Debate preparation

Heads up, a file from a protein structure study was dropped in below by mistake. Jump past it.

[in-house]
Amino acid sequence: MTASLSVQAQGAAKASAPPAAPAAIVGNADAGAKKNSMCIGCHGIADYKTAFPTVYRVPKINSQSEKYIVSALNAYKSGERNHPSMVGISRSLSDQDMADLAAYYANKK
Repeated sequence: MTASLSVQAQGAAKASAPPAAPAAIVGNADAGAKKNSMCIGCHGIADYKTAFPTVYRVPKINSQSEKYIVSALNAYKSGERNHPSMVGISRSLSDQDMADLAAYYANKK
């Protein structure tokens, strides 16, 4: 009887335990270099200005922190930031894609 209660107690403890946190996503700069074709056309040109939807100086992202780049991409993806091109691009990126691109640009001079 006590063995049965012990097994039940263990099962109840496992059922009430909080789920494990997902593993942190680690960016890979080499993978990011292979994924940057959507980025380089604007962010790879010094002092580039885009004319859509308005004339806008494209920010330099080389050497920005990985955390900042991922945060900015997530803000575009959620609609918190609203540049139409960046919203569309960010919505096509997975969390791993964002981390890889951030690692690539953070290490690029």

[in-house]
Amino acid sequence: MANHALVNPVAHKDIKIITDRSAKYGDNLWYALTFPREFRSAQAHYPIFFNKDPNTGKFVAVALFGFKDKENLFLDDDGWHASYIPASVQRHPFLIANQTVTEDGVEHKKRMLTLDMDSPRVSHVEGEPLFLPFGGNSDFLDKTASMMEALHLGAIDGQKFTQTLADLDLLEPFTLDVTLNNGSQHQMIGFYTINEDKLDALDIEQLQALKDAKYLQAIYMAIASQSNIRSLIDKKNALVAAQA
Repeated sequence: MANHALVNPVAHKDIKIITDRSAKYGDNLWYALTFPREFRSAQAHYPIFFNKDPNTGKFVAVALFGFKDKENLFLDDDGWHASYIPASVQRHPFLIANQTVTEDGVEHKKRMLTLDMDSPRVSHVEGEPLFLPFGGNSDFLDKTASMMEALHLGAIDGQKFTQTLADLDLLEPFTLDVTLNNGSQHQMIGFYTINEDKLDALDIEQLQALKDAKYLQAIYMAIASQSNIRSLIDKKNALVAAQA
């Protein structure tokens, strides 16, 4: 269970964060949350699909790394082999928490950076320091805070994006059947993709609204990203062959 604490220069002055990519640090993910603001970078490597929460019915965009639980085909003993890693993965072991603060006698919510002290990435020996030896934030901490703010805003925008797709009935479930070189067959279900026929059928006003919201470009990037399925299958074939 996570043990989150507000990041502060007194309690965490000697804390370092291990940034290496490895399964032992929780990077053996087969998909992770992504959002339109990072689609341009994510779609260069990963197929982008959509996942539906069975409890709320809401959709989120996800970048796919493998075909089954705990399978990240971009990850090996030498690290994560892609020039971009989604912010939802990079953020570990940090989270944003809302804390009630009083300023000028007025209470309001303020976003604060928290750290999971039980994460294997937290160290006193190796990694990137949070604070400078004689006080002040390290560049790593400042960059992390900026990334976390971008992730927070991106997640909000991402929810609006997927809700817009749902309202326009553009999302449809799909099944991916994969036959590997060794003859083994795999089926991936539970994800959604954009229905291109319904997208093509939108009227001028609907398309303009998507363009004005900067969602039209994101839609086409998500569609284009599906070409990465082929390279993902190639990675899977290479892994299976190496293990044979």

Debate preparationAnnotatedbibliography.Each group member isresponsible for defending theargument assigned to his/her group. This holds each student accountable for doing research to preparefor the debate. Requirements.Eachstudentpreparesauniqueannotatedbibliographyincludingsummariesofatleast fourpieces of evidenceinsupport of the argument assigned to his/her group.Thereshould notbe any overlap betweenarticles from other membersof your group and this must include:A) At least one empiricaljournal article (i.e., anoriginal research article publishedinareputable peer-reviewed journal) related to the assigned debate topic.B) At least one non-empirical scholarly publication (e.g., a book chapter,commentary, or reviewarticle)relatedto the assigned debate topic.C) Two other sources ofinformation (these can bescholarly articles, legal cases or popular press articles).Submission&duedate.ThiswillbesubmittedviaSLUGlobalusingtheBlogtoolundertheDebateGroup section found in thecourse menu at the left-hand side of the page. It is due no later than thebeginning ofclasson Wednesday4-24-2013.Teamwork. Each group must work together developarguments that support theviewthey areassigned? whether or not they actually support that view? andcoordinate with theirgroupmembers todetermine what rolegroupmembers will play during the debate (e.g., whowill deliver theargument, rebuttal,and closingstatement).Recommendations.UseSLUGlobalGroupsToolstohelpcollaborateA) Wiki: Share yourthoughtson the (1) citations you have found; (2)openingstatements; and (3) ideas for thegroups argument and conclusionB) File Sharing:Share interesting articles/citationsC) DiscussionBoard: Createthreads to help groupmembers find good resources,answer questions about the debateor brainstormgood ideas for the debate.D) Email:Contact group members to set up groupmeetings or share informationrelevant to the debateDebate dayOn the day of the debate, the two teams sit facing each other in front of apanelof judges (the rest ofthe class).Opening statements (Approx. 16-20 min). The debatebegins with each team membermaking an opening statement of nolonger than2 minutes, duringwhichinitial arguments forthe proand con sides are presented in alternating order starting byrandomly selecting either the proor the con sideto begin (team1). They can usetheirnotes and are expected topresent informationbasedon research rather than simply expressing personalopinions.Arguments and rebuttals(Approx. 25 min). Each teamis given timeto discuss amongst themselves and refer to their notes to decide how they will address the claims made in the otherteam?s openingstatements (approx.5 min). The arguments are started by team2(5 min), followed bythe rebuttal andargument fromteam 1 (10 min) and finally the rebuttal from team 2(5 min).Closing Statements (Approx. 15 min). Each team willgivea closing argument summarizing their view, responding toany additional claimsmade by theopposing team. Each teamwill be given 5 minutes to prepare their statements.Closing statements willbeginwith team 1and endwithteam 2.Wrap-up (Approx. 15 min).After closing statements, team members can ask questions of theinstructor, their team members and the other team. Team members are given an opportunityto communicate to the class which side of the debate topic they actually support and to express their realfeelings. This ?debriefing? ismeantto serve a ?cathartic? functionfor team members and permits students to state class their views moreopenly.ORDER THIS ESSAY HERE NOW AND GET A DSICOUNT !-

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